They are some of the world’s finest gemstones but with a sordid and often gruesome history. Tales of violent death and destruction have a way of following these legendary gemstones. Their size and lustre seemingly dwarfed by pools of blood and bad luck that seem to follow all those who came to own them.
Here’s a closer look at six of these priceless gems that have gained notoriety throughout history and the cursed legends that surround them.
The first owner of this brilliant 45.52-carat blue diamond of Indian origin, French merchant Jean-Baptiste Tavernier was said to have met an untimely end after being ripped apart by wild dogs. The gem was then bought by the French monarchy wherein it gained its moniker – The French Blue, only to be looted during the French revolution in September 1792.
Renamed the Hope diamond by London collector and banker Henry Phillip Hope, the tragedies linked to this fabulous gem only grew stronger. The stone is supposed to have heaped personal ruin and bankruptcy on Washington DC heiress Evelyn McLean who bought the gem from Pierre Cartier.
McLean is said to have died alone and penniless following the death of her daughter from a drug overdose. Her entire jewellery collection was then sold to Harry Winston to pay off her debts who in turn donated it to the Smithsonian Institute.
The Hope Diamond, is valued at a staggering USD 200-250mn today and is one of the most popular exhibits at the Smithsonian drawing crowds of approx 7mn visitors around the year.
Delhi Purple Sapphire
To begin with, it’s not a sapphire but an amethyst set on a ring which was donated with an accompanying letter to London’s Natural History Museum in 1944 by the daughter of writer and Persian scholar Edwards Heron-Allen.
The letter claims the gem was ‘looted’ from a Hindu temple in India and bought to the UK by a British colonel only to begin a series of unfortunate events that culminated in his death.
The gem then passed onto to his son and later to Heron-Allen who quickly gave it to his friends. They in turn faced the brunt of the gem’s bad luck, plagued by a series of suicides, unexplained disasters and failed careers.
Scared out of his wits, Heron-Allen imprisoned the stone inside seven boxes and deposited it in his bank with the instructions that it should not be opened for 33 years post his death. His daughter however waited for barely 12 months before doing just that and donated it to the museum with a note that advised throwing the gem into the sea.
The museum chose instead to showcase the gem as part of its Vault Collections – and so far none of the visitors have reported suffering from any untoward incidents.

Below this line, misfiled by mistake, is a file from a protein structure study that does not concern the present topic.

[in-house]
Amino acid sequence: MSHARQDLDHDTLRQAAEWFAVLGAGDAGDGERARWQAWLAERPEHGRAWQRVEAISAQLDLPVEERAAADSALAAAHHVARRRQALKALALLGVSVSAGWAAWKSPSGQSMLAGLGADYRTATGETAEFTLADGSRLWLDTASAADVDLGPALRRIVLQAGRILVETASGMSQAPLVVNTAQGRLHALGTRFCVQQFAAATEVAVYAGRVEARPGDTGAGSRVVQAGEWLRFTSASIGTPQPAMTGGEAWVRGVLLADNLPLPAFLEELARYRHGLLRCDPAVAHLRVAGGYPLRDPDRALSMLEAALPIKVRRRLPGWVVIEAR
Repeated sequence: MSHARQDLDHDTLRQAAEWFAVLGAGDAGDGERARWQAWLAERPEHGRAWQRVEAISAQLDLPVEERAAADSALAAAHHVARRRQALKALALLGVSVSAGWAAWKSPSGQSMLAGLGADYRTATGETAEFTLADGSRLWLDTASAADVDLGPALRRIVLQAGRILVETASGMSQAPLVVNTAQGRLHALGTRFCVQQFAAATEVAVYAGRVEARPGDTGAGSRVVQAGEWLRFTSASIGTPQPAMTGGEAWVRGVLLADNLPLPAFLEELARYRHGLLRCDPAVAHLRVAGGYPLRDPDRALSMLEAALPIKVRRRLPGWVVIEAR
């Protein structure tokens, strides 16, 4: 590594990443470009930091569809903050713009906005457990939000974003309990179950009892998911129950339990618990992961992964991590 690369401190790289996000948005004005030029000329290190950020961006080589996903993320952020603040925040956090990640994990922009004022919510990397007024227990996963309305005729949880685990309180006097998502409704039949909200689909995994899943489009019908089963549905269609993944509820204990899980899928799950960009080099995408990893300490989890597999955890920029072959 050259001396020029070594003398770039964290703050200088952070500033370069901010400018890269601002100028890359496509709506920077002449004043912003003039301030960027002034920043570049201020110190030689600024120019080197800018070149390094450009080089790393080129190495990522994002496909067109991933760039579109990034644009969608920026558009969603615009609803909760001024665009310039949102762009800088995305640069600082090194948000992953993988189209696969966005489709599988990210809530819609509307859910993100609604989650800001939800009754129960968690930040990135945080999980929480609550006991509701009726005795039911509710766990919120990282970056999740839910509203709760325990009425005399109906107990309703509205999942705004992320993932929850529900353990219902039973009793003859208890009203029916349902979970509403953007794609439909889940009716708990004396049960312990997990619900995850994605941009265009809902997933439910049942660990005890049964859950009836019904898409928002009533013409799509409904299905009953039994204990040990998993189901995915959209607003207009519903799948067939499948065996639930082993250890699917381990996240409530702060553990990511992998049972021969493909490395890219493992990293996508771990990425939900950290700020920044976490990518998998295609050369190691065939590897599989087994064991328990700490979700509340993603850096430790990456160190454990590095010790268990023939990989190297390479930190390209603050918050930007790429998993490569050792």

Star of India
This 563.35-carat stone is famed as the world’s largest known gem-quality blue star sapphire found in Sri Lanka about three centuries ago. This greyish-blue, golf ball sized gem made headlines on October 29, 1964, when it was part of a USD 410,000 jewel heist at the American Museum of Natural History at New York.
Curiously enough, the museum’s alarms were found to be not working (the batteries had been dead for months), hall windows unlocked (apparently for ventilation purposes) and there was no security guard on duty. What’s more the gems had not been insured either to save on expensive premiums.
Fortunately for the authorities concerned, the gems were soon recovered from a locker at a local bus terminal. But stories of a jinx associated with the gem have continued to gain currency since then.
Black Prince’s Ruby
It’s the king-sized, deep-red stone set at the center of England’s royal crown. Often mistaken for a giant ruby, this 170-carat gem is infact one of the world’s largest uncut spinel with a history of disease, battles and death attached to it.
It was said to have been discovered near the corpse of the Sultan of Granada by soldiers of Pedro the Cruel – the man who had murdered him. Soon after it was Pedro’s turn to be attacked and he appealed to a knight – Edward the Black Prince – for help.
Upon their victory the gem was gifted to Edward as a token of gratitude by Pedro. Unfortunately he did not live long enough to treasure it – falling prey to a mysterious disease barely a decade later. More deaths have since followed in its footsteps.
The ruby was said to have been worn by Henry V at the Battle of Agincourt in 1415 – which nearly cost him his life. It was found on the corpse of Richard III after he was slain during the Battle of Bosworth.
Mined in India’s famed Golconda mines, this pale yellow 55.23-carat shield-shaped stone is said to be a harbinger of a violent death for its owners – atleast those who have acquired it using unfair means. Making its way to Europe in the 14th century, this diamond has been a part of several French and English crowns.
Curiously enough many of the kings who possessed it like – Burgundy’s Charles the Bold, England’s Charles I, and France’s Louis XVI – suffered rather sudden, violent deaths not long after.
One story goes that the gem was recovered from the stomach of a courier who had swallowed it for safekeeping after he was attacked and killed by thieves. The stone was also said to have been stolen during the French revolution. It’s now on display at the Louvre in Paris.
This 67.50 carat black diamond was said to have been stolen by a priest from a Hindu temple dedicated to Brahma, the creator. And so began its cursed voyage. Its many victims include two Russian princesses who inexplicably leapt off a building soon after acquiring the gem.
JW Paris, a diamond dealer credited with having brought the gem to the US, is also said to have jumped off the tallest building in New York soon after.
The stone is now the star of a 108-diamond brooch, suspended from a spectacular 124-diamond necklace that has since been owned by a string of wealthy, private individuals and has also made an appearance at the Oscars.